…may set up manufacturing plant here
Chinese appliances manufacturer, Haier, announced yesterday that it intends to set up a manufacturing plant here in Guyana, probably as early as next year.
The announcement came from Sun Yongle, the General Manager of Haier’s Overseas Project Division, who signed off on the company’s US$7.6 million contract to supply netbooks for the One Laptop Per Family Project.
The company won the bid to supply 27,000 laptops under the first phase of the project. President Bharrat Jagdeo, who witnessed the signing, restated the government’s intention to distribute a total of 90, 000 laptops within two to three years, and enable every home to have access to the internet.
He said that the goal is to ensure that everyone – from grandparents to kids – is computer literate.
Jagdeo said that internet access allows for “a whole range of services to be delivered to those homes” that will benefit from the project, but he did not get into details.
“This is very important for the future that we’re all working to build in Guyana – a future that gives citizens a greater say, more empowerment, not only in the affairs of their country but their own lives,” President Jagdeo said.
The government has set aside $1.8 billion in this year’s budget for the project.
Jagdeo said that with greater access to information, people “are going to demand more of their governments, if they are aware of what is going on around the world.”
The President said that Chinese grant funding, pegged at US$8 million, would supply more computers and help the project to be rolled out faster. The Chinese Ambassador Yu Wenzhe witnessed the signing of the agreement.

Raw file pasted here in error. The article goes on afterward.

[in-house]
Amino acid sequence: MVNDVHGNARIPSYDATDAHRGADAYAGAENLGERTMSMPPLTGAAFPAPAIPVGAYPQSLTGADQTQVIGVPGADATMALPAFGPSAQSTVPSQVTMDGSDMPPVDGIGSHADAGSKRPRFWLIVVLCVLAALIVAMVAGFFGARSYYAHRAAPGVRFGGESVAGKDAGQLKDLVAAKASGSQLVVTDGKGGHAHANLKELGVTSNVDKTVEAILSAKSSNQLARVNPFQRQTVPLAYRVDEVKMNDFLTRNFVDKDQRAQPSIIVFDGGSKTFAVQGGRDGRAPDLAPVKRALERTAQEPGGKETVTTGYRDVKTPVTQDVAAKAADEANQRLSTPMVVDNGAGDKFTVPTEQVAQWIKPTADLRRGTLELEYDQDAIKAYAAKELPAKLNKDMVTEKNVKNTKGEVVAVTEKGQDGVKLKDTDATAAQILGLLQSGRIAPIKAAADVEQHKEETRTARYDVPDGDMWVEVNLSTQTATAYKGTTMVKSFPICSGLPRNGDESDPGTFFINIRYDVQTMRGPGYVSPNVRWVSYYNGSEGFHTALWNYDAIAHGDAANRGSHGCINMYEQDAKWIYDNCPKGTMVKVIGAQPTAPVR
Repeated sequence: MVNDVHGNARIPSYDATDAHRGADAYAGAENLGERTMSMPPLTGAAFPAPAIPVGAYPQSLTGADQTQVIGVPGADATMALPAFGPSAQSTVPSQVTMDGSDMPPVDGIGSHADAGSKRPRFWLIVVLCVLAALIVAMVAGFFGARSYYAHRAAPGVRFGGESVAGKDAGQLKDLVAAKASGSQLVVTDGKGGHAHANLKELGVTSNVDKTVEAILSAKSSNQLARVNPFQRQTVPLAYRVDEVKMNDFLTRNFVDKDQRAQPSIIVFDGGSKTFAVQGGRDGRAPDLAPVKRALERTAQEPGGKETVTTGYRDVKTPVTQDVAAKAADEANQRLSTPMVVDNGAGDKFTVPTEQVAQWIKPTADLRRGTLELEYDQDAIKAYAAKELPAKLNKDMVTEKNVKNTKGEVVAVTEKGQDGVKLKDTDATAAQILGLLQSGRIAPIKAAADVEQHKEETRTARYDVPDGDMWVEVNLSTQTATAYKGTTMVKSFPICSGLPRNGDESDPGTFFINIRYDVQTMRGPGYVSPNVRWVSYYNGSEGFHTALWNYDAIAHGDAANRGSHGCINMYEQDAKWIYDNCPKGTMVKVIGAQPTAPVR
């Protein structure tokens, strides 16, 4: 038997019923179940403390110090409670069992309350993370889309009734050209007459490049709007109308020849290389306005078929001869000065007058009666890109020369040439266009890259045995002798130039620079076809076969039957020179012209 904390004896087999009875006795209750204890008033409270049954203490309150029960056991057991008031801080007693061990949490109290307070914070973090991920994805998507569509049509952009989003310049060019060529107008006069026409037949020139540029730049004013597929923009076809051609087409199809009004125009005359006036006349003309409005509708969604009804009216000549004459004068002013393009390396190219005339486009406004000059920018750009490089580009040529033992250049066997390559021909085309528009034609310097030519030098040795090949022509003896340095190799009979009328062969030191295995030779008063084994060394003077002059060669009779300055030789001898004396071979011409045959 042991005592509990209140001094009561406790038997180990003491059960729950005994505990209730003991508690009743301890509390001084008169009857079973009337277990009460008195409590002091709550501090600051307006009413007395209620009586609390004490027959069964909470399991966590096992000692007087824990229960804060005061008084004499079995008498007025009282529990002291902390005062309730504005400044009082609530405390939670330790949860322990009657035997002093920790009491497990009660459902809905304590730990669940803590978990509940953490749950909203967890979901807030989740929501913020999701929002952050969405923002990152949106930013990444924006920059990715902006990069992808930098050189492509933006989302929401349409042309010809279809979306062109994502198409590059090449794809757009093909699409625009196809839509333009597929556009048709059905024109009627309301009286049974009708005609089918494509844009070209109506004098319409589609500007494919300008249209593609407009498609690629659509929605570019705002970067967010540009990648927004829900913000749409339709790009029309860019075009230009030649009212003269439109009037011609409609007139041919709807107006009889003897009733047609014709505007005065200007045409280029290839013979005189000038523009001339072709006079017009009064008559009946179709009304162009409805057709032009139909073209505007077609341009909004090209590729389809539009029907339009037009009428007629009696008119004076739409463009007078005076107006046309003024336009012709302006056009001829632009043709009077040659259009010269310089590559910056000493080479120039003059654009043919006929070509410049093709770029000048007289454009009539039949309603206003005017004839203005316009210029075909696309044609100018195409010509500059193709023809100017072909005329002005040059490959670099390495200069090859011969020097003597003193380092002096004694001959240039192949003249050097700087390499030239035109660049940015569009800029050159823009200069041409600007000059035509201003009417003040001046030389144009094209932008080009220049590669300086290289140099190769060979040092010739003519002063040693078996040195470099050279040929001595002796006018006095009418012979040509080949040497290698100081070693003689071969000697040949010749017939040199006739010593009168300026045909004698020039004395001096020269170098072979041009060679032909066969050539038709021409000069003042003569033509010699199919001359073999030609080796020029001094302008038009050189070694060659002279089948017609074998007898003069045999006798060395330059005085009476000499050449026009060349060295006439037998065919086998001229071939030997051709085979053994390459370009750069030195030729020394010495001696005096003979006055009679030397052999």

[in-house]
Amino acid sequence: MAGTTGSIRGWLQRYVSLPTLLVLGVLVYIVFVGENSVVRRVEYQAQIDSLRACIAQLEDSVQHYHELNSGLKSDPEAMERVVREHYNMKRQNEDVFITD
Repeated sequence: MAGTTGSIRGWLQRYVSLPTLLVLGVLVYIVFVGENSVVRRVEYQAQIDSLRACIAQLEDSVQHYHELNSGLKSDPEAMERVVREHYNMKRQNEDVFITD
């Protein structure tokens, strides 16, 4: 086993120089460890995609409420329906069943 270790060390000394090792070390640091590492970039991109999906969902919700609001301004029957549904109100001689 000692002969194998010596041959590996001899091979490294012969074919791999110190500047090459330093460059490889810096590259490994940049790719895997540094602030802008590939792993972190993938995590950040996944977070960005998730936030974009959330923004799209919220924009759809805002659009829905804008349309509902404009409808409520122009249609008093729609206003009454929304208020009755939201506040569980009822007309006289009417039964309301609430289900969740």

Haier was one of two companies that President Jagdeo, six months ago, said could be favoured to supply laptops, utilizing the Chinese grant funding for the project.
Yesterday, he said that the Chinese Government has sought bids for the supply of computers.
Haier announced that Brian James, the owner of Auto Supplies, was the company’s local partner. James had before refused to acknowledge that he was the local representative of Haier, saying he would wait on the company to make that announcement.
Three weeks ago, James, no stranger to controversy, cancelled his invitations to a ceremony to mark the start of construction of a cinema complex on land which is the centre of a bitter legal dispute between the government and hardware giant Toolsie Persaud Limited.
Toolsie Persaud claims that it is the rightful owner of the land which was sold off by the government.
Haier bid for the contract when the government put out a re-tender after rejecting all of the bids that were put in when the first advertisement for bids went out.
The company was one of the eight foreign companies that put in bids for the contract.
Jagdeo said that he was pleased that the second bidding process attracted direct bids from companies like Haier, “a major global company.”
He said that Haier has been around, has huge market capitalisation, and is a company that the government wants to do business with.
“We know the instruments that we are going to be provided with would be good, quality instruments; functional instruments.”
Mr Sun said that Haier would set up a local office and a local call centre to which persons can call and get on to a Guyana service engineer.
Haier is providing an 18-month warranty on the instruments it will provide – six months more than what the government was asking for.
Among the netbook specifications are: 2.0GB memory; a display screen of 10.1 inches; camera of 0.3 megapixels; two USB 2.0 ports; 1 RJ-45; headphones; microphones, card reader: MMC/SD Video Adaptor; Integrated Video with an operating system of a minimum Genuine Windows 7 Starter English (OEM).
It will also include a minimum two hours of battery operational life and has the capacity to handle wireless data.
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